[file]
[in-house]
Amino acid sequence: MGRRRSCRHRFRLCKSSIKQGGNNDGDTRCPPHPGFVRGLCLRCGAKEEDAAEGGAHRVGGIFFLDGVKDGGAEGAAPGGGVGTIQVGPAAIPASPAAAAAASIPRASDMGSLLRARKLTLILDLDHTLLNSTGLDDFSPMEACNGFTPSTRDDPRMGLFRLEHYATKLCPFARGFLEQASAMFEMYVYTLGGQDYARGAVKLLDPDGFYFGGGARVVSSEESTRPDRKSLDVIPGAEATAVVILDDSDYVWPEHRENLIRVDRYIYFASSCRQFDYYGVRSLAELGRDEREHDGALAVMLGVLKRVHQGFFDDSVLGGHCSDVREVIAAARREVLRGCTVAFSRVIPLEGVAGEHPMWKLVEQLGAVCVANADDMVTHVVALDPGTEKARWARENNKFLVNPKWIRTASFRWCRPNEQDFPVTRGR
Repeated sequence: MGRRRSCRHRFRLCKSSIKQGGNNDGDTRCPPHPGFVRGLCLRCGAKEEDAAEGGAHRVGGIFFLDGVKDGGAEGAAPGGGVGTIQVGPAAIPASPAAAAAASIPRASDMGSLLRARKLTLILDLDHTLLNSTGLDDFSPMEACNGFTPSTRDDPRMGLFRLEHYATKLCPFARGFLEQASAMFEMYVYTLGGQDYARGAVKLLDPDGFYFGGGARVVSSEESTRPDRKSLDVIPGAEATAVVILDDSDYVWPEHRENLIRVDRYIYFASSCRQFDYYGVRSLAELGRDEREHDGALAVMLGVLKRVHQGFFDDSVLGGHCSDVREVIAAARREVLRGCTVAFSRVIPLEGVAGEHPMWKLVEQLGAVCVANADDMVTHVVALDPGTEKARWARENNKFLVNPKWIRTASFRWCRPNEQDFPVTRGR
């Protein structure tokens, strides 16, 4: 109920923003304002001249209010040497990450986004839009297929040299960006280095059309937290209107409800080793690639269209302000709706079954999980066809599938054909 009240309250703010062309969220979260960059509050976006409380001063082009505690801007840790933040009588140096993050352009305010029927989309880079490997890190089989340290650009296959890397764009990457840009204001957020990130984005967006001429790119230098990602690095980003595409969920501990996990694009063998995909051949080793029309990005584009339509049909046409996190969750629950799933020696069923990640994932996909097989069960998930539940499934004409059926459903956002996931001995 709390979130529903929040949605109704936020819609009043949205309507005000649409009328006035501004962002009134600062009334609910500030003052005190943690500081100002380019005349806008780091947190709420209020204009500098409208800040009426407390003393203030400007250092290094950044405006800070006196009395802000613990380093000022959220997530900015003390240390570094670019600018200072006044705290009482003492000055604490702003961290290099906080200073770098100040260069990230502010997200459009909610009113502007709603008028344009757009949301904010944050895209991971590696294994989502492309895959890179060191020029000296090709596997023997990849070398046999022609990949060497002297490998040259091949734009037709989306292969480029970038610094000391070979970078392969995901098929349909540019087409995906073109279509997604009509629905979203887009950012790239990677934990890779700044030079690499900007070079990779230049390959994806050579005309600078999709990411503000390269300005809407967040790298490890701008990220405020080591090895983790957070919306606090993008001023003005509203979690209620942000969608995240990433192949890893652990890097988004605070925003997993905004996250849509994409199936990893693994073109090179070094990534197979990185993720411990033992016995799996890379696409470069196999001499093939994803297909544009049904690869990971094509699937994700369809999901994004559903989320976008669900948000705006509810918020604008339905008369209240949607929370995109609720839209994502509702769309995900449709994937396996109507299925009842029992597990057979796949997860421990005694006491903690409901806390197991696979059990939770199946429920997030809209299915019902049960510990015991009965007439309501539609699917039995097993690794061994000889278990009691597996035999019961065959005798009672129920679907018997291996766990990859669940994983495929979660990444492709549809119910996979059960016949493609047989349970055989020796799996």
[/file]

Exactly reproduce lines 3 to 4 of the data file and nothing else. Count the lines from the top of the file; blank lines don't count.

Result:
Repeated sequence: MGRRRSCRHRFRLCKSSIKQGGNNDGDTRCPPHPGFVRGLCLRCGAKEEDAAEGGAHRVGGIFFLDGVKDGGAEGAAPGGGVGTIQVGPAAIPASPAAAAAASIPRASDMGSLLRARKLTLILDLDHTLLNSTGLDDFSPMEACNGFTPSTRDDPRMGLFRLEHYATKLCPFARGFLEQASAMFEMYVYTLGGQDYARGAVKLLDPDGFYFGGGARVVSSEESTRPDRKSLDVIPGAEATAVVILDDSDYVWPEHRENLIRVDRYIYFASSCRQFDYYGVRSLAELGRDEREHDGALAVMLGVLKRVHQGFFDDSVLGGHCSDVREVIAAARREVLRGCTVAFSRVIPLEGVAGEHPMWKLVEQLGAVCVANADDMVTHVVALDPGTEKARWARENNKFLVNPKWIRTASFRWCRPNEQDFPVTRGR
């Protein structure tokens, strides 16, 4: 109920923003304002001249209010040497990450986004839009297929040299960006280095059309937290209107409800080793690639269209302000709706079954999980066809599938054909 009240309250703010062309969220979260960059509050976006409380001063082009505690801007840790933040009588140096993050352009305010029927989309880079490997890190089989340290650009296959890397764009990457840009204001957020990130984005967006001429790119230098990602690095980003595409969920501990996990694009063998995909051949080793029309990005584009339509049909046409996190969750629950799933020696069923990640994932996909097989069960998930539940499934004409059926459903956002996931001995 709390979130529903929040949605109704936020819609009043949205309507005000649409009328006035501004962002009134600062009334609910500030003052005190943690500081100002380019005349806008780091947190709420209020204009500098409208800040009426407390003393203030400007250092290094950044405006800070006196009395802000613990380093000022959220997530900015003390240390570094670019600018200072006044705290009482003492000055604490702003961290290099906080200073770098100040260069990230502010997200459009909610009113502007709603008028344009757009949301904010944050895209991971590696294994989502492309895959890179060191020029000296090709596997023997990849070398046999022609990949060497002297490998040259091949734009037709989306292969480029970038610094000391070979970078392969995901098929349909540019087409995906073109279509997604009509629905979203887009950012790239990677934990890779700044030079690499900007070079990779230049390959994806050579005309600078999709990411503000390269300005809407967040790298490890701008990220405020080591090895983790957070919306606090993008001023003005509203979690209620942000969608995240990433192949890893652990890097988004605070925003997993905004996250849509994409199936990893693994073109090179070094990534197979990185993720411990033992016995799996890379696409470069196999001499093939994803297909544009049904690869990971094509699937994700369809999901994004559903989320976008669900948000705006509810918020604008339905008369209240949607929370995109609720839209994502509702769309995900449709994937396996109507299925009842029992597990057979796949997860421990005694006491903690409901806390197991696979059990939770199946429920997030809209299915019902049960510990015991009965007439309501539609699917039995097993690794061994000889278990009691597996035999019961065959005798009672129920679907018997291996766990990859669940994983495929979660990444492709549809119910996979059960016949493609047989349970055989020796799996």